Employers of maids and, sometimes, maid agencies are at the losing end ("More money, less hassle for agents of transfer maids"; Tuesday).
Recently, my family hired a Filipino maid to replace our previous one, who left after completing her contract.
We interviewed the new maid twice over the phone and told her about the duties expected of her. She could clearly understand what we said as she asked several follow-up questions and assured us that she was willing to work for us.
However, after barely two weeks with us, she asked to be sent back to her agency.
She told the agency she did not want to work for us anymore and demanded a transfer. Clearly, she was cherry-picking employers and wanted easier duties.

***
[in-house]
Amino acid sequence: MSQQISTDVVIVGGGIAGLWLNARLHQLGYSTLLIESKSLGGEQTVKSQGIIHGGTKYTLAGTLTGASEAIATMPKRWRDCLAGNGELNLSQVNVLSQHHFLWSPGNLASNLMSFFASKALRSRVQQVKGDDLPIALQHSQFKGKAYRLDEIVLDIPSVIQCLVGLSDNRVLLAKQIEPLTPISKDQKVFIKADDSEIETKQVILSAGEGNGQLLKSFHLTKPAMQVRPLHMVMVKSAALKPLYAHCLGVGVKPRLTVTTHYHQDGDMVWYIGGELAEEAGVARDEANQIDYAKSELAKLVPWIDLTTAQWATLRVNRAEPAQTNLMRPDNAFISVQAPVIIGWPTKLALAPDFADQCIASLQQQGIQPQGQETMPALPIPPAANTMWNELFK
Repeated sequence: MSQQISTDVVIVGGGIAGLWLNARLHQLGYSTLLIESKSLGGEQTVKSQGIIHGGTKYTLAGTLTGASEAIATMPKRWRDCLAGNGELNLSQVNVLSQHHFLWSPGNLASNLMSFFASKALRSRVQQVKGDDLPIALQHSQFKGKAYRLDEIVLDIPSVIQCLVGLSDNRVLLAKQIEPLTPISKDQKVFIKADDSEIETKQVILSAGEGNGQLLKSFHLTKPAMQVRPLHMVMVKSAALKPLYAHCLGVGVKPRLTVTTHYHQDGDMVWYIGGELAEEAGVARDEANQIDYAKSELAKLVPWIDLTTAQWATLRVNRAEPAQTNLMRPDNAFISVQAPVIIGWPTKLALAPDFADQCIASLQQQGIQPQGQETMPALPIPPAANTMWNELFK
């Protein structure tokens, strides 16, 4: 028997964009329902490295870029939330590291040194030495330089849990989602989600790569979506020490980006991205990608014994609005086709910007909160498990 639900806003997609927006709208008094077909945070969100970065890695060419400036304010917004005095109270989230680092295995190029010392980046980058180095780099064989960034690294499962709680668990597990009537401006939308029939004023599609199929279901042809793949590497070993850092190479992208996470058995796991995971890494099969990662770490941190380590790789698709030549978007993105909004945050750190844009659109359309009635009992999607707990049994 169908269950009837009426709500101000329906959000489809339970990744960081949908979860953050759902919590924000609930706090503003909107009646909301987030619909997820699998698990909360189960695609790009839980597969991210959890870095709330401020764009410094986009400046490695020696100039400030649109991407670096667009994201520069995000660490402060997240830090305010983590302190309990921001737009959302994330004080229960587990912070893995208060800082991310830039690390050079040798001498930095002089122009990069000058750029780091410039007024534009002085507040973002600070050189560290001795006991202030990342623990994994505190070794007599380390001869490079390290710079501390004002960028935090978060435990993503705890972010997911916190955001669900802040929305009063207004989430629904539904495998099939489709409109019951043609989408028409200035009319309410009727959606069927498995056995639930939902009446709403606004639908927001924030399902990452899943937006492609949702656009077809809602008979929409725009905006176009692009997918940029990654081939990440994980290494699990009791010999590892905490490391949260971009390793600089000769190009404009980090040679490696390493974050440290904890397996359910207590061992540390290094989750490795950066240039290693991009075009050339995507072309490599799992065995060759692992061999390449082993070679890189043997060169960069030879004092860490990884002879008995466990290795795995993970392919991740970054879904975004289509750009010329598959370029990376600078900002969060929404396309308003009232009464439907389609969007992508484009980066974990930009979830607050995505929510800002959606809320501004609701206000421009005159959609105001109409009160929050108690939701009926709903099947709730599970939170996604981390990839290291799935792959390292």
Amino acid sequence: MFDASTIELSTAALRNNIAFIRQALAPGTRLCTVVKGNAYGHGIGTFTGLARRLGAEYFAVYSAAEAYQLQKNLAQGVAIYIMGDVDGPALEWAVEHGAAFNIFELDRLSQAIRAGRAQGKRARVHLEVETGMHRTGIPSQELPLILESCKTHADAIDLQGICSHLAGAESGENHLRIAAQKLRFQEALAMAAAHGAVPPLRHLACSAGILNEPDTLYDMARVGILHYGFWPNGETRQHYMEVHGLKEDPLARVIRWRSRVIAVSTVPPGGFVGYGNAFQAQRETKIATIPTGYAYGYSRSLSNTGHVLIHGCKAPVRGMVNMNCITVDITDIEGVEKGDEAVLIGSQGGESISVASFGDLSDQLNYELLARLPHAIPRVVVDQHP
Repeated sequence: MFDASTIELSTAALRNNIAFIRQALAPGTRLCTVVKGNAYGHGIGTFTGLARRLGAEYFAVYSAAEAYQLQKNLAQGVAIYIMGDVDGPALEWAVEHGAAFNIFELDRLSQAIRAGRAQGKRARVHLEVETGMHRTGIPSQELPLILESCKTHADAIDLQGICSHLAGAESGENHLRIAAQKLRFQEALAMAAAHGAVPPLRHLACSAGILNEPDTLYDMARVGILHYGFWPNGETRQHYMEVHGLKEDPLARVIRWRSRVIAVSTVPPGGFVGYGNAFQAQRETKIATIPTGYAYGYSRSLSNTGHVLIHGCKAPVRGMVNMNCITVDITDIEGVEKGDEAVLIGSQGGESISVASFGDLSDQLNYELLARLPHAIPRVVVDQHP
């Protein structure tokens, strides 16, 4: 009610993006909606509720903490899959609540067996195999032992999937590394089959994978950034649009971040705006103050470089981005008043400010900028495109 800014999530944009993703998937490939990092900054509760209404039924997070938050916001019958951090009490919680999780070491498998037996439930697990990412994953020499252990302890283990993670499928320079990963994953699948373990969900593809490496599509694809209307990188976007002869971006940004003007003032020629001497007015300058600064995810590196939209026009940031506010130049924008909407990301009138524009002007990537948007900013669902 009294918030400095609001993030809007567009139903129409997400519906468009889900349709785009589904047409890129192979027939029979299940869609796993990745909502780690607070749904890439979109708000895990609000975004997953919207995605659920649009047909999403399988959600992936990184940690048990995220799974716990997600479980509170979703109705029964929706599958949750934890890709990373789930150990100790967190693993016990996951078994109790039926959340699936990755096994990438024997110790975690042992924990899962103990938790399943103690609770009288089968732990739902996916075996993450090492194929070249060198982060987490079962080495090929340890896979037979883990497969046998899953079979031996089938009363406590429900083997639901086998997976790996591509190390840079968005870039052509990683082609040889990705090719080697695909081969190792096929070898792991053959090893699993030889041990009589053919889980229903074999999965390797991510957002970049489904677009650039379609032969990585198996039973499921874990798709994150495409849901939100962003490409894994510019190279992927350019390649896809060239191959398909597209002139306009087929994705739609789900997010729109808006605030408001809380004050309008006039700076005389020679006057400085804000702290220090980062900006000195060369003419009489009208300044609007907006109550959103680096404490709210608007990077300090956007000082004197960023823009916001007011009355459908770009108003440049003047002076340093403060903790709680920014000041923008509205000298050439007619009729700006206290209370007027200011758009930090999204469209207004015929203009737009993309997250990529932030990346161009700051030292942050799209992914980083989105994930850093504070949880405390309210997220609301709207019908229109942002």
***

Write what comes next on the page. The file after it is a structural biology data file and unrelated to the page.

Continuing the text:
There was little we could do. We had given the maid a loan to pay the placement fee. We also paid a huge sum to the agency to bring her to Singapore.
To ensure that we got our refund for the loan and for the agency to find us a replacement maid, we had to allow the transfer.
The agency had few choices too. Since it had to refund us and cover the cost of the replacement maid, it had to ensure the maid continued working to pay off her loan. If she was sent home, the agency would suffer a loss.
My situation is not unique. A check on online forums will show that this is a common tactic used by maids.
The law needs to be strengthened to protect employers.
The practice of getting employers to give loans to maids to cover their placement fees should be banned.
Also, transfers should not be allowed unless the maid completes her contract or has to terminate it due to extenuating circumstances, such as the death of an elderly person she is hired to care for.
Clamping down on the transfer market would encourage both employers and maids to work things out and fulfil their obligations to each other.
Ong Chin Meng
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